August 25, 2012; Oakland, CA, USA; Fans in the Black Hole cheer during action between the Oakland Raiders and the Detroit Lions in the fourth quarter at Coliseum. The Raiders defeated the Lions 31-20. Mandatory Credit: Cary Edmondson-USA TODAY Sports

The Media vs. The Oakland Raiders: Same Old Bias Makes for a Same Old Offseason

This column was submitted to JBB by Nick Rangel, a fan of the blog who sent us a rant on Wednesday afternoon about his take on the bias in the media against the Oakland Raiders organization. Editor Chase Ruttig edited the piece and this is his rant. Feel free to leave your comments below.

Going out of your way to take a shot at the Raiders is like making a John Bobbit joke. Or doing a Sarah Palin impression. Or saying “talk to the hand.”

It’s tired. It’s over done. And most people don’t even know why they do it. There is no need to go out of the way to kick a team when they’re down.

It’s not just the fans getting in on this. Somewhat bafflingly, the press takes as many shots at the team as the long suffering Raiders fanbase. While I don’t agree with it, I get a fan taking a shot at the Raiders, but despite the fact that the Raiders haven’t done anything to the press (other than maybe not historically indulging its entitled and inflated ego), despite the fact that every single fanbase has elements of idiocy and violence (more on that later), the press continues to act like the Raiders have killed somebody and deserve to rot in hell.

Where is the objectivity in the press? When did we allow them to wrap their bias into an editorial bastardization of reporting? If the Raiders have a QB core that stinks, write an article about why they stink. If there’s a logical, reasoned argument for why they are in a state of stinking, bring it.  The Associated Press did it.  It can’t be that hard.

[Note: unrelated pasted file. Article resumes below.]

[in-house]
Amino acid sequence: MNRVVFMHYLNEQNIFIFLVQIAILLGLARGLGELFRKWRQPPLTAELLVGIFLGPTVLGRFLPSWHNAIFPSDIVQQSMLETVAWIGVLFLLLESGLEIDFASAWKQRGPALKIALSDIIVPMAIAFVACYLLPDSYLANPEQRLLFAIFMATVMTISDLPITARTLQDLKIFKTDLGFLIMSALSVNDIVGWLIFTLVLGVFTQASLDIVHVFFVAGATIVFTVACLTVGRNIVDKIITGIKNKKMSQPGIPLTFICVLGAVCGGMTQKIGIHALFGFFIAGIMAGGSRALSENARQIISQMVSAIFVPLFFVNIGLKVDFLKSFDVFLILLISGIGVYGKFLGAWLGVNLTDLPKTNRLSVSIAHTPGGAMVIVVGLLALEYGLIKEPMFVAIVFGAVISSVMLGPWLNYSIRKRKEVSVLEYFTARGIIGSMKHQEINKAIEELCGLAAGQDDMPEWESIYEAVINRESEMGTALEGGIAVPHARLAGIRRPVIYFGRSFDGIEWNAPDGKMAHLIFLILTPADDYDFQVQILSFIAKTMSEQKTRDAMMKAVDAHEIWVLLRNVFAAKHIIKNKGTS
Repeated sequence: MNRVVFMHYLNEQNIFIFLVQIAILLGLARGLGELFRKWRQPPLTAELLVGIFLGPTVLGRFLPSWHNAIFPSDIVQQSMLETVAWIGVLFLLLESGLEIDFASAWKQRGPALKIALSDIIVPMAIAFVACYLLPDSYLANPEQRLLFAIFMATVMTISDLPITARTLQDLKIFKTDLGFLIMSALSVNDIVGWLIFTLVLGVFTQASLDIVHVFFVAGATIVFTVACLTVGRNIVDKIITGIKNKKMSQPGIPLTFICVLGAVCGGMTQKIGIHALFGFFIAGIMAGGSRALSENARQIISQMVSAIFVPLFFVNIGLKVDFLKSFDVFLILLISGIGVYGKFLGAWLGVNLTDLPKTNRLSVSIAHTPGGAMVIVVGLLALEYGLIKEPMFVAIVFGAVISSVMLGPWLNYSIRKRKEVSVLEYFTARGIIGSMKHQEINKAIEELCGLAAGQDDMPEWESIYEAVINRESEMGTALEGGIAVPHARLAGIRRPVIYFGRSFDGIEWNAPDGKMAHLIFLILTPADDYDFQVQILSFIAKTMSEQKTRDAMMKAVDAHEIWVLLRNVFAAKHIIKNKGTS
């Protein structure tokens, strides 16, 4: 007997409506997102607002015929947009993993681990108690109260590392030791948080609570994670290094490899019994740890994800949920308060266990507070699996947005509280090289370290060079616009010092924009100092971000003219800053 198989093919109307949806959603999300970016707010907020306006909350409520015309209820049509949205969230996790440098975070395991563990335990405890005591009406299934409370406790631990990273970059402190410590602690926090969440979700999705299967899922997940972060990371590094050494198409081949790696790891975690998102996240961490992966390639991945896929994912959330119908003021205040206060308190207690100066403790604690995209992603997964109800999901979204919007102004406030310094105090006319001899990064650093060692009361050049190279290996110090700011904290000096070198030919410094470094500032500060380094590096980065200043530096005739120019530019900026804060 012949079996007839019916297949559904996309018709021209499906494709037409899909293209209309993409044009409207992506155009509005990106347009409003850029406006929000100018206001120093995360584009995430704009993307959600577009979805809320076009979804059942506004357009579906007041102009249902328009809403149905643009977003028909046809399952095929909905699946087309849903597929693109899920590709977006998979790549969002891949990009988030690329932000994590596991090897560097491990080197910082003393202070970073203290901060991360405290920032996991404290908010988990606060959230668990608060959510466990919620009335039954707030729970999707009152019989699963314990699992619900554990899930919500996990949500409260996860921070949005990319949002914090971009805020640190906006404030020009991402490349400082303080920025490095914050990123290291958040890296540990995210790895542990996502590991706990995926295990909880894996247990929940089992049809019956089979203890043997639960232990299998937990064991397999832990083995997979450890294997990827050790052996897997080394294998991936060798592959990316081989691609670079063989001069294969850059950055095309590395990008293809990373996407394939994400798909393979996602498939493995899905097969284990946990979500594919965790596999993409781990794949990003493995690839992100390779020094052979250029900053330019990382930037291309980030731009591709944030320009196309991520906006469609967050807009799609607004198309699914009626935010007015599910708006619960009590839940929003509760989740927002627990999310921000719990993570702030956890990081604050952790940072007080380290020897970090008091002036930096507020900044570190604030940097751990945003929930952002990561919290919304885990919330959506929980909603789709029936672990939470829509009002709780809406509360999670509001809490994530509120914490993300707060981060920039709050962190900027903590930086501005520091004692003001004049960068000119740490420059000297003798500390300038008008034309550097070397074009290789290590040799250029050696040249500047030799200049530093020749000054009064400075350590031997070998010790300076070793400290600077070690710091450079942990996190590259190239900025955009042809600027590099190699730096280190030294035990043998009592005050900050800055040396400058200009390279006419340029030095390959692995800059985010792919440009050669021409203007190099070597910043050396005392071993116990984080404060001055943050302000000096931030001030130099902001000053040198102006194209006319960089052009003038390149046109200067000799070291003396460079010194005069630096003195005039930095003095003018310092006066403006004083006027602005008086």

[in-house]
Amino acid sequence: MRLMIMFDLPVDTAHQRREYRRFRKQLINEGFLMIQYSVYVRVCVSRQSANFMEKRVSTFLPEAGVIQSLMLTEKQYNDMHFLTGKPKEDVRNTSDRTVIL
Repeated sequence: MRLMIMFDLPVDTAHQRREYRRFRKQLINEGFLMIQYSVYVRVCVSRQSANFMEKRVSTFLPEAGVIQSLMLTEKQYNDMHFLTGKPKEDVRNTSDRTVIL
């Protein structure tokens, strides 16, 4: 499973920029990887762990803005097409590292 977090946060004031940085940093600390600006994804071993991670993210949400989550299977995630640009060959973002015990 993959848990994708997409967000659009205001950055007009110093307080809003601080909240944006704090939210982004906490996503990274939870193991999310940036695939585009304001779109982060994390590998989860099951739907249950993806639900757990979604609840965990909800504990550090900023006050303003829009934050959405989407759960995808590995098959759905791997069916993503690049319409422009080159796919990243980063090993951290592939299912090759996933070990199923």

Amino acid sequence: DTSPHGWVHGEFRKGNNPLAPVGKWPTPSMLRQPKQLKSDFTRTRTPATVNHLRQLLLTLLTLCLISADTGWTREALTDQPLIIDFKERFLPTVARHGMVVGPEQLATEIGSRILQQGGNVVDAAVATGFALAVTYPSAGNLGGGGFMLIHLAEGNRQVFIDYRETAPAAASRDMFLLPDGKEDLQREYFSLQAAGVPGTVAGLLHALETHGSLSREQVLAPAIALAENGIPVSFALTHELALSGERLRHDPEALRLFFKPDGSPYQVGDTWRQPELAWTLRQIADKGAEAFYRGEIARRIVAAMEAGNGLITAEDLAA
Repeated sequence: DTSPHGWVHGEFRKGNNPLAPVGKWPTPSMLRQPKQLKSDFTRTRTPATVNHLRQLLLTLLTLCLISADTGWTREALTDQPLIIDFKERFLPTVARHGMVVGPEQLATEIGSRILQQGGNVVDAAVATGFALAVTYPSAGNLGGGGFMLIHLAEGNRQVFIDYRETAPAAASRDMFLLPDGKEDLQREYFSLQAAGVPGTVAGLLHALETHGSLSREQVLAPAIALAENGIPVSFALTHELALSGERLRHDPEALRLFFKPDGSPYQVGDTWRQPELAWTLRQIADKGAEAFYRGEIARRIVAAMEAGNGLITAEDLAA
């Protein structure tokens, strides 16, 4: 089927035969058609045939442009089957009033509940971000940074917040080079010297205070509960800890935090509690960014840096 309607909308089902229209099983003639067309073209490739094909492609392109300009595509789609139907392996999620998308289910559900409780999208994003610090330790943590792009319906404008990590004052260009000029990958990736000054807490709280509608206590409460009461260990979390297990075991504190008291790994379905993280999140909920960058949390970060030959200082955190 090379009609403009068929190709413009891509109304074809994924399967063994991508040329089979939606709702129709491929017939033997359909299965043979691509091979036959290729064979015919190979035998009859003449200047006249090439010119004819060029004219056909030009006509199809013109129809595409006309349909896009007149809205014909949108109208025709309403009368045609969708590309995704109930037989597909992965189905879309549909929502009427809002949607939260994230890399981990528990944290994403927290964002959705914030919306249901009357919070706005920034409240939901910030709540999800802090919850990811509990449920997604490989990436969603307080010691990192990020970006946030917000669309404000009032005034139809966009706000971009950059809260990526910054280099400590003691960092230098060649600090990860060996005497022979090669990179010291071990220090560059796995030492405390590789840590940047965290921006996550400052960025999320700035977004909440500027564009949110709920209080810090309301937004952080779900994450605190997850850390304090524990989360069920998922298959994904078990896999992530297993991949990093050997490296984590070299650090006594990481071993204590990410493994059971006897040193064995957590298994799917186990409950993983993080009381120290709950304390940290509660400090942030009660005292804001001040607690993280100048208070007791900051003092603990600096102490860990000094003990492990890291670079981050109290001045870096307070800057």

The phrase “the same old Raiders” shows this bias and attachment to Oakland as a dysfunctional franchise, they see the Raiders as the criminals of the NFL, a outlaw franchise that plays in Oakland of all places. I can’t tell you how many articles I’ve seen in the last 18 months that use some derivation of that term. Say what you want about the Raiders, but don’t say that if you want me to believe you are a responsible journalist.

Mr. Davis has passed away. His son hired a new General Manager – first in team history. The team is rebuilding, ditching the bad attitudes and contracts. In fact, some of those bad contracts were ditched only months ago. This is not the same old Raiders. This new era in Oakland is in its infancy, and it remains to be seen what will come of it. Regardless of where it goes or where the press think its going to go, calling them the “same old Raiders” is an ignorant reference and is stereotyping the Raiders organization and its fans in a harsh and biased manner that no other team is subject to. If you are a reputable member of the press using that term, I’m calling you out.

For example, the Raiders recently fired their PR director, and the press cried, “Same old Raiders!”

Really? PR guy Zak Gilbert perpetuated the notion that Al Davis ruined the Raiders in his final years, and we’re surprised that the SON of Al Davis has a problem with this? This story was never officially corroborated, but assuming this is the case, how was anyone surprised? Find me the employer that’s cool with his head of PR feeding the press negative stories about his/her dad.  Or find me all the PR directors who have been fired without a single piece of speculation.